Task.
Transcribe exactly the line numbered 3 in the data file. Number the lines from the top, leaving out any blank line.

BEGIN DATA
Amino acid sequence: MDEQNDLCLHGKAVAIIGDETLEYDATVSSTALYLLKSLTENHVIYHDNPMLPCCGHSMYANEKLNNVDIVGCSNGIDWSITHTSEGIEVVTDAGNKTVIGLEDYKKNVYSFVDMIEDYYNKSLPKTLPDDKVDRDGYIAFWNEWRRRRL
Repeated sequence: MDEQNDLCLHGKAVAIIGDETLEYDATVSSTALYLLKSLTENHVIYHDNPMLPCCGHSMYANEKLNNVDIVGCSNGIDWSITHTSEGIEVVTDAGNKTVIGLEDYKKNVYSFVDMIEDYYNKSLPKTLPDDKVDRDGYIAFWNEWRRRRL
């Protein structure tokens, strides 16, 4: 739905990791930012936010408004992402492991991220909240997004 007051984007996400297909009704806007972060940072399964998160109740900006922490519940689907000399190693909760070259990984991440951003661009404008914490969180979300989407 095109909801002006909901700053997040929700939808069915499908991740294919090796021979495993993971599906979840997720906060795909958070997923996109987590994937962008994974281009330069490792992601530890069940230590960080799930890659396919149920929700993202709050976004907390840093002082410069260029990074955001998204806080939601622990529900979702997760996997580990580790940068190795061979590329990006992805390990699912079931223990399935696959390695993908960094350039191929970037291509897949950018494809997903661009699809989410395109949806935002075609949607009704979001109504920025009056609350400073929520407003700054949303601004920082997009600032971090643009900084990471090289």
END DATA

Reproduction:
């Protein structure tokens, strides 16, 4: 739905990791930012936010408004992402492991991220909240997004 007051984007996400297909009704806007972060940072399964998160109740900006922490519940689907000399190693909760070259990984991440951003661009404008914490969180979300989407 095109909801002006909901700053997040929700939808069915499908991740294919090796021979495993993971599906979840997720906060795909958070997923996109987590994937962008994974281009330069490792992601530890069940230590960080799930890659396919149920929700993202709050976004907390840093002082410069260029990074955001998204806080939601622990529900979702997760996997580990580790940068190795061979590329990006992805390990699912079931223990399935696959390695993908960094350039191929970037291509897949950018494809997903661009699809989410395109949806935002075609949607009704979001109504920025009056609350400073929520407003700054949303601004920082997009600032971090643009900084990471090289």